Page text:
Source: Teachers and Teaching: theory and practice, VOL. 23, NO. 1, 59–77, 2017
(Reviewed by the Portal Team)
This article discusses findings from a longitudinal study of the levels of moral reasoning of student teachers in an Irish university.
The participants were of 102 undergraduate student teachers who completed the Defining Issues Test (DIT) measure of moral reasoning, at the beginning, mid-point and end of their four-year degree programme at an Irish university.
While comparing theses students' results to international findings, it was found that the levels of moral reasoning of these students’ were higher than those of their international peers.
The authors suggest possible explanations for the students’ performance.
They argue that students' high levels of performance derived from the high social status of teaching career in Ireland. Furthermore, Irish teachers have strong commitment to student well-being.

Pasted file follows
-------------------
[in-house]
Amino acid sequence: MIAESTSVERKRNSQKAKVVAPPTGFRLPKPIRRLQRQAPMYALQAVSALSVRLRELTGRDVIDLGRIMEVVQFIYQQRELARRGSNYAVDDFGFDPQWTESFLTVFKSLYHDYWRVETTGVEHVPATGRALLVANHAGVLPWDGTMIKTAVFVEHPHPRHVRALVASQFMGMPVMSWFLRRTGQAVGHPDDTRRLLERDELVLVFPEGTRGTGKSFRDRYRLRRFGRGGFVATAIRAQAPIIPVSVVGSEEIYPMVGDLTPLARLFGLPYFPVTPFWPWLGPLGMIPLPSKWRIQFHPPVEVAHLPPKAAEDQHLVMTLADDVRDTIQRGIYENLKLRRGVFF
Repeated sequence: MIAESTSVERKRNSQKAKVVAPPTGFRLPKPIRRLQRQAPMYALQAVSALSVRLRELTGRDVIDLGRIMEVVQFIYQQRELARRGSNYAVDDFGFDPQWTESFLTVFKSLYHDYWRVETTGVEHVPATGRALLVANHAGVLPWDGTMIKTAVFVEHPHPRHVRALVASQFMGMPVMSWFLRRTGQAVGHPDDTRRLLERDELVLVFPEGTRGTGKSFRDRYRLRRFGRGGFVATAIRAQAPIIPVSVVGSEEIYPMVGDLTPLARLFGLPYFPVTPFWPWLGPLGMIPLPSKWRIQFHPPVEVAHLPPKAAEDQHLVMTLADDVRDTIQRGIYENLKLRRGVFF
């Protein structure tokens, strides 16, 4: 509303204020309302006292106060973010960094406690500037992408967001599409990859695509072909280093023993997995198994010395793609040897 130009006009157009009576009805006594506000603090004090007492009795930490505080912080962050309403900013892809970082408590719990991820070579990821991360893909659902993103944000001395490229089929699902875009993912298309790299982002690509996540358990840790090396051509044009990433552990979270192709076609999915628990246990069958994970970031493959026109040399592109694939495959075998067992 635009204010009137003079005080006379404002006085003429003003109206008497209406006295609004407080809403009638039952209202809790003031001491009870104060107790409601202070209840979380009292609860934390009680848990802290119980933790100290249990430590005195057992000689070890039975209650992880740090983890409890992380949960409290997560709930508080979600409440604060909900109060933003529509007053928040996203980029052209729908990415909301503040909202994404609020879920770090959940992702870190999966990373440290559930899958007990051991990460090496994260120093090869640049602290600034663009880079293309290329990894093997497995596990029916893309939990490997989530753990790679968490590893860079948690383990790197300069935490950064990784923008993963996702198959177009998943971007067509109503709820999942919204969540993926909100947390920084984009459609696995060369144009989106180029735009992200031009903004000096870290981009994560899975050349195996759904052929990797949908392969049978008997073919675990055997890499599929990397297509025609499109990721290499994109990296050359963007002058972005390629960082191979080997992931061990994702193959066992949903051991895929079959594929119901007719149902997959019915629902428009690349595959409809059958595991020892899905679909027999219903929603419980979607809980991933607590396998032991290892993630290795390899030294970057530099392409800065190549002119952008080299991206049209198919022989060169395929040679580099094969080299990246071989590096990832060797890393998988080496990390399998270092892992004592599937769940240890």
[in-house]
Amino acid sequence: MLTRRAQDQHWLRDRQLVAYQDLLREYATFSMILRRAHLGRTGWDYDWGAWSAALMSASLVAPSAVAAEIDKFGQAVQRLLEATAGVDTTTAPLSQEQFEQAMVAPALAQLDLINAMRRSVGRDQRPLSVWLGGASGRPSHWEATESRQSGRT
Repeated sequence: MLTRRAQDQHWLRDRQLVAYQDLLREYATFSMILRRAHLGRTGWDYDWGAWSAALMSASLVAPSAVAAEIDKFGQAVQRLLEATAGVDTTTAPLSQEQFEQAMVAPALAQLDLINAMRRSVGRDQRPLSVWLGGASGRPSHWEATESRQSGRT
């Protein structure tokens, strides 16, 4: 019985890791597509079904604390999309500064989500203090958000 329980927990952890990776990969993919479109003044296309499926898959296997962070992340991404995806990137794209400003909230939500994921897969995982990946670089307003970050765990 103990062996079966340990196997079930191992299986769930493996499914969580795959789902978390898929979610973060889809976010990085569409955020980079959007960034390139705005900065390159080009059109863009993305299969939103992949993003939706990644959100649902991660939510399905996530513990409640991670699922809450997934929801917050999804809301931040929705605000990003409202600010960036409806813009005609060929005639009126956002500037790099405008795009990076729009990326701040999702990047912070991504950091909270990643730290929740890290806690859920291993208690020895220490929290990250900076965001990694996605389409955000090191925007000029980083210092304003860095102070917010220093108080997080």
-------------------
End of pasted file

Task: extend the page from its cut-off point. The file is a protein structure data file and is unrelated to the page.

The authors also argue that the positive relationship between levels of moral reasoning and participation in Transition Year (TY) suggests that curriculum and education policy-makers should take the necessary steps to ensure that the generic skills so characteristic of the TY experience become key elements in the learning experience of all students.
The authors conclude that the relatively strong performance of the study cohort is encouraging. However, the findings raise a number of challenges for education policy-makers. These include the protection of the high status of teaching as a career against the background of austerity measures, and the increased duration of teacher education programmes without additional resources for the providers.